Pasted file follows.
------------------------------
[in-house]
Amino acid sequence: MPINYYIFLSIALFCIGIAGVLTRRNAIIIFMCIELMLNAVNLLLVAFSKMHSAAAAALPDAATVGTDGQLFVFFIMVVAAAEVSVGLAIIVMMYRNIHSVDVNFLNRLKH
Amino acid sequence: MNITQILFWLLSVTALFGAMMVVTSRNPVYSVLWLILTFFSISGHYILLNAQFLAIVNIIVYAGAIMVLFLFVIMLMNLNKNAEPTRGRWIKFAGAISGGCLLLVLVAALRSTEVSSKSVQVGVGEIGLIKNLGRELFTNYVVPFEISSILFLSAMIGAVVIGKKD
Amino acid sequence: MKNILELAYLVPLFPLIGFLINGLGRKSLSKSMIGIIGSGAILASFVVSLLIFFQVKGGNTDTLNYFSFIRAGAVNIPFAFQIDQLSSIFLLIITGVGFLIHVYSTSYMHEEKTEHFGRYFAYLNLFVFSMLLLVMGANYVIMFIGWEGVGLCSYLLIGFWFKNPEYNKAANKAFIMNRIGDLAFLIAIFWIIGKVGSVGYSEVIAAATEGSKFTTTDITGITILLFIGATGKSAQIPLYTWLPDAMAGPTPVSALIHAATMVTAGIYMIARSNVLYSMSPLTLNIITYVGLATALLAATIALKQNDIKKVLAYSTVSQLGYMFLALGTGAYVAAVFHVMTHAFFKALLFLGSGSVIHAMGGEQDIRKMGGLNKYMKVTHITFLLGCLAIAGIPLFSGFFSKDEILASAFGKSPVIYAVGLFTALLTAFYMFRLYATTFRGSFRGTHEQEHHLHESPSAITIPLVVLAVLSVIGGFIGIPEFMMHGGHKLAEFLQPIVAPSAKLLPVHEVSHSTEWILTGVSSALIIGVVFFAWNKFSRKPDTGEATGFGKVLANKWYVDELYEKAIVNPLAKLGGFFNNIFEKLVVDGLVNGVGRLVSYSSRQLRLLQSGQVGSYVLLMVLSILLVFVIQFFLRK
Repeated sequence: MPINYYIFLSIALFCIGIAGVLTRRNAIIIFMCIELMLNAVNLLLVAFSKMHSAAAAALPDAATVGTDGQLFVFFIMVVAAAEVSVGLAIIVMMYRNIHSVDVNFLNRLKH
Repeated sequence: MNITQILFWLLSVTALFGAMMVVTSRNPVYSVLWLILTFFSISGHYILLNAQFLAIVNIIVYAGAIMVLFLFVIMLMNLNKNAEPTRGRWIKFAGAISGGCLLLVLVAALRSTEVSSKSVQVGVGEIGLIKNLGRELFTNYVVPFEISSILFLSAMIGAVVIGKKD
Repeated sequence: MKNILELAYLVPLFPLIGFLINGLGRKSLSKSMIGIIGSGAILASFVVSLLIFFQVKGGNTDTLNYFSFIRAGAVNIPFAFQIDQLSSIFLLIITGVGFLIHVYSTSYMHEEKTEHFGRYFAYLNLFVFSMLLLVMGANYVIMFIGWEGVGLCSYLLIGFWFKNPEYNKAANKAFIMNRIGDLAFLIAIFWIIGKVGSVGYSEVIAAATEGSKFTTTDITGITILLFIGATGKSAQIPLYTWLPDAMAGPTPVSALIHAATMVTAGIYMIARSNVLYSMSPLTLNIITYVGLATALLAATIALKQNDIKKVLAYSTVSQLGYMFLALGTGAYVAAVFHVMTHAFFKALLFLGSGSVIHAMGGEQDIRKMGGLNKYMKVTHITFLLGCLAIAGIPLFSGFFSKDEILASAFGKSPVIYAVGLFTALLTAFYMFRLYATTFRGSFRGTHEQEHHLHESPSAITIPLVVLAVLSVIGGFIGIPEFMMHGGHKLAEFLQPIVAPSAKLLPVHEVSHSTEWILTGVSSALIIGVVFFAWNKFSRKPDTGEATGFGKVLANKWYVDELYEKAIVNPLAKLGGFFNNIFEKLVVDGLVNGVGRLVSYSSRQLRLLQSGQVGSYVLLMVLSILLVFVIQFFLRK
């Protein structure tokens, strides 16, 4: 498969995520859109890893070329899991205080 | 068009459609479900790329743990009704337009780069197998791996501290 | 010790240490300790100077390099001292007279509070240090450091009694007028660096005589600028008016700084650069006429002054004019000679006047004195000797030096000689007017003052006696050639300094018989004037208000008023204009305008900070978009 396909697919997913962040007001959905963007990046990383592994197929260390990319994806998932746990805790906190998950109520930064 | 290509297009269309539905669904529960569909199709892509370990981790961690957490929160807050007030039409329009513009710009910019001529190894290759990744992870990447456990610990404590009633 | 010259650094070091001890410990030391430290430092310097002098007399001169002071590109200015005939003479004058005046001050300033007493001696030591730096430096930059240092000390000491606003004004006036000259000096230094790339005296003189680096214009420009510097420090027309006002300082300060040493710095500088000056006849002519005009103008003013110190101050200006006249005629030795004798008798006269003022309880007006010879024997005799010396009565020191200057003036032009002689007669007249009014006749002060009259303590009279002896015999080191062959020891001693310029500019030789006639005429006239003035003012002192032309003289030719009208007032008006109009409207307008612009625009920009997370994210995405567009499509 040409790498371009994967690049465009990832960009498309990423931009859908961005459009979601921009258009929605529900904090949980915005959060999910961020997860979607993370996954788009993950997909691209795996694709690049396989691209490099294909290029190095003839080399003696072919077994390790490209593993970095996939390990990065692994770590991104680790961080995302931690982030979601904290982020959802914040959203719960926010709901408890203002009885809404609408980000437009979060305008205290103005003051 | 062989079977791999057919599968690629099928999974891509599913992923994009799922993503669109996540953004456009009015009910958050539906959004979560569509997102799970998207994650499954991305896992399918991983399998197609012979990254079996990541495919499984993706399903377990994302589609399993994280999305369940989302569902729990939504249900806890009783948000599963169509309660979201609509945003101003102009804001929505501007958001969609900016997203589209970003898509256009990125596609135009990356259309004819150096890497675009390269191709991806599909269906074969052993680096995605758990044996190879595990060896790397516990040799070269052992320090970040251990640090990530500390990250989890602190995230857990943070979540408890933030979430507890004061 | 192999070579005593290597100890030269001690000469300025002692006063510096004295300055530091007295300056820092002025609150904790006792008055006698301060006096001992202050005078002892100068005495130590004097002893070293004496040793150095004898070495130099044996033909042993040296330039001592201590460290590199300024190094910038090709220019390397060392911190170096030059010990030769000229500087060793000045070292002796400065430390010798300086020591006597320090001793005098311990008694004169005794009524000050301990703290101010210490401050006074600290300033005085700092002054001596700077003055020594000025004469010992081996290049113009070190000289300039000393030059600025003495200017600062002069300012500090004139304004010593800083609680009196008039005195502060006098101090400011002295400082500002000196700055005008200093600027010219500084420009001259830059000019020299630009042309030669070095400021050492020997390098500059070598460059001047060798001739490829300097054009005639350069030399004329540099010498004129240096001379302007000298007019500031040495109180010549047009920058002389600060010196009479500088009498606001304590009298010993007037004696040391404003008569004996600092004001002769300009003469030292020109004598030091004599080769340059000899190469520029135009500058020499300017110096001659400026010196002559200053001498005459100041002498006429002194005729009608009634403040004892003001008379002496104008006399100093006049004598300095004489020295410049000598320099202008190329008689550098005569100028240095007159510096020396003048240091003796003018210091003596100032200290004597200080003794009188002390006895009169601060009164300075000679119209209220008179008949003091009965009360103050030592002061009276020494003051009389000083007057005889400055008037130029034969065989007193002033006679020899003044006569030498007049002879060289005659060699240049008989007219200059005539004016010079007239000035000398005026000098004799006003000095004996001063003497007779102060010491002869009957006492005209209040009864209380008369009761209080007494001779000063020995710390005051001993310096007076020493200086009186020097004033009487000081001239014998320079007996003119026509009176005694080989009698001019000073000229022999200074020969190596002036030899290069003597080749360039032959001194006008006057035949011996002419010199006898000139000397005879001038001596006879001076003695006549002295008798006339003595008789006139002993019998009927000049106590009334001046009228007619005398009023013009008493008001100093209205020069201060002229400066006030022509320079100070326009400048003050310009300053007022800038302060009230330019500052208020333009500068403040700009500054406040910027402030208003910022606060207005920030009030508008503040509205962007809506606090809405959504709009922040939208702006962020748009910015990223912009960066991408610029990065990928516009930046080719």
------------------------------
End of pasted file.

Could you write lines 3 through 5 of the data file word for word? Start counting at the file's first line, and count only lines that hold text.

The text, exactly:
Amino acid sequence: MNITQILFWLLSVTALFGAMMVVTSRNPVYSVLWLILTFFSISGHYILLNAQFLAIVNIIVYAGAIMVLFLFVIMLMNLNKNAEPTRGRWIKFAGAISGGCLLLVLVAALRSTEVSSKSVQVGVGEIGLIKNLGRELFTNYVVPFEISSILFLSAMIGAVVIGKKD
Amino acid sequence: MKNILELAYLVPLFPLIGFLINGLGRKSLSKSMIGIIGSGAILASFVVSLLIFFQVKGGNTDTLNYFSFIRAGAVNIPFAFQIDQLSSIFLLIITGVGFLIHVYSTSYMHEEKTEHFGRYFAYLNLFVFSMLLLVMGANYVIMFIGWEGVGLCSYLLIGFWFKNPEYNKAANKAFIMNRIGDLAFLIAIFWIIGKVGSVGYSEVIAAATEGSKFTTTDITGITILLFIGATGKSAQIPLYTWLPDAMAGPTPVSALIHAATMVTAGIYMIARSNVLYSMSPLTLNIITYVGLATALLAATIALKQNDIKKVLAYSTVSQLGYMFLALGTGAYVAAVFHVMTHAFFKALLFLGSGSVIHAMGGEQDIRKMGGLNKYMKVTHITFLLGCLAIAGIPLFSGFFSKDEILASAFGKSPVIYAVGLFTALLTAFYMFRLYATTFRGSFRGTHEQEHHLHESPSAITIPLVVLAVLSVIGGFIGIPEFMMHGGHKLAEFLQPIVAPSAKLLPVHEVSHSTEWILTGVSSALIIGVVFFAWNKFSRKPDTGEATGFGKVLANKWYVDELYEKAIVNPLAKLGGFFNNIFEKLVVDGLVNGVGRLVSYSSRQLRLLQSGQVGSYVLLMVLSILLVFVIQFFLRK
Repeated sequence: MPINYYIFLSIALFCIGIAGVLTRRNAIIIFMCIELMLNAVNLLLVAFSKMHSAAAAALPDAATVGTDGQLFVFFIMVVAAAEVSVGLAIIVMMYRNIHSVDVNFLNRLKH